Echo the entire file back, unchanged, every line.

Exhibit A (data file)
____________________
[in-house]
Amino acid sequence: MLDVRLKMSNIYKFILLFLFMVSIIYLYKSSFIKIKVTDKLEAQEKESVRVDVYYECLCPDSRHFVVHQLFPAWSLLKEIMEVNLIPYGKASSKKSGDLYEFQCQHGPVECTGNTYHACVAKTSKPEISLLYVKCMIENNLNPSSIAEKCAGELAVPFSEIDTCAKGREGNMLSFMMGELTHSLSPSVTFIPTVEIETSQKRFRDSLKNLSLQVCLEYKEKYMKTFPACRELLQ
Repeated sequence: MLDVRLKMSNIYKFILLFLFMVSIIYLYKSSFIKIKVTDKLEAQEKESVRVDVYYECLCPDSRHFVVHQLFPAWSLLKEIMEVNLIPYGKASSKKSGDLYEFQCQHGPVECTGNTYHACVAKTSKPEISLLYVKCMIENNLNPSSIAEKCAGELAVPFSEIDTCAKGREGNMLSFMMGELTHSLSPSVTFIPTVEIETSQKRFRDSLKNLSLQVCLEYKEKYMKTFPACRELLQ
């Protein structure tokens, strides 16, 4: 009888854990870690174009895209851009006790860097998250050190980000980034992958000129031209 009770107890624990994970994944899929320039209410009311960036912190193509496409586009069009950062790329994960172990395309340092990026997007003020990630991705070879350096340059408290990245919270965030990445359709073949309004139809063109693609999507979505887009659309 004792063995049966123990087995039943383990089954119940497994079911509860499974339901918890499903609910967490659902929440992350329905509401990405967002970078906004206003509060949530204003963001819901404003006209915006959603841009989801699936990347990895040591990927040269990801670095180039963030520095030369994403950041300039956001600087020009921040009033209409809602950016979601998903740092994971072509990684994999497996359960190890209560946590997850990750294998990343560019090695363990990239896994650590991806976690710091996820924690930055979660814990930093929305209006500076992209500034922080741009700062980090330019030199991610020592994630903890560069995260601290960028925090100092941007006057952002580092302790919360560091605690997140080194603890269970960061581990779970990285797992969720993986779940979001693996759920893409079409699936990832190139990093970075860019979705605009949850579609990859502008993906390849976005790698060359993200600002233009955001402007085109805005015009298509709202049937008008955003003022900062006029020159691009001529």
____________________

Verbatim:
[in-house]
Amino acid sequence: MLDVRLKMSNIYKFILLFLFMVSIIYLYKSSFIKIKVTDKLEAQEKESVRVDVYYECLCPDSRHFVVHQLFPAWSLLKEIMEVNLIPYGKASSKKSGDLYEFQCQHGPVECTGNTYHACVAKTSKPEISLLYVKCMIENNLNPSSIAEKCAGELAVPFSEIDTCAKGREGNMLSFMMGELTHSLSPSVTFIPTVEIETSQKRFRDSLKNLSLQVCLEYKEKYMKTFPACRELLQ
Repeated sequence: MLDVRLKMSNIYKFILLFLFMVSIIYLYKSSFIKIKVTDKLEAQEKESVRVDVYYECLCPDSRHFVVHQLFPAWSLLKEIMEVNLIPYGKASSKKSGDLYEFQCQHGPVECTGNTYHACVAKTSKPEISLLYVKCMIENNLNPSSIAEKCAGELAVPFSEIDTCAKGREGNMLSFMMGELTHSLSPSVTFIPTVEIETSQKRFRDSLKNLSLQVCLEYKEKYMKTFPACRELLQ
């Protein structure tokens, strides 16, 4: 009888854990870690174009895209851009006790860097998250050190980000980034992958000129031209 009770107890624990994970994944899929320039209410009311960036912190193509496409586009069009950062790329994960172990395309340092990026997007003020990630991705070879350096340059408290990245919270965030990445359709073949309004139809063109693609999507979505887009659309 004792063995049966123990087995039943383990089954119940497994079911509860499974339901918890499903609910967490659902929440992350329905509401990405967002970078906004206003509060949530204003963001819901404003006209915006959603841009989801699936990347990895040591990927040269990801670095180039963030520095030369994403950041300039956001600087020009921040009033209409809602950016979601998903740092994971072509990684994999497996359960190890209560946590997850990750294998990343560019090695363990990239896994650590991806976690710091996820924690930055979660814990930093929305209006500076992209500034922080741009700062980090330019030199991610020592994630903890560069995260601290960028925090100092941007006057952002580092302790919360560091605690997140080194603890269970960061581990779970990285797992969720993986779940979001693996759920893409079409699936990832190139990093970075860019979705605009949850579609990859502008993906390849976005790698060359993200600002233009955001402007085109805005015009298509709202049937008008955003003022900062006029020159691009001529």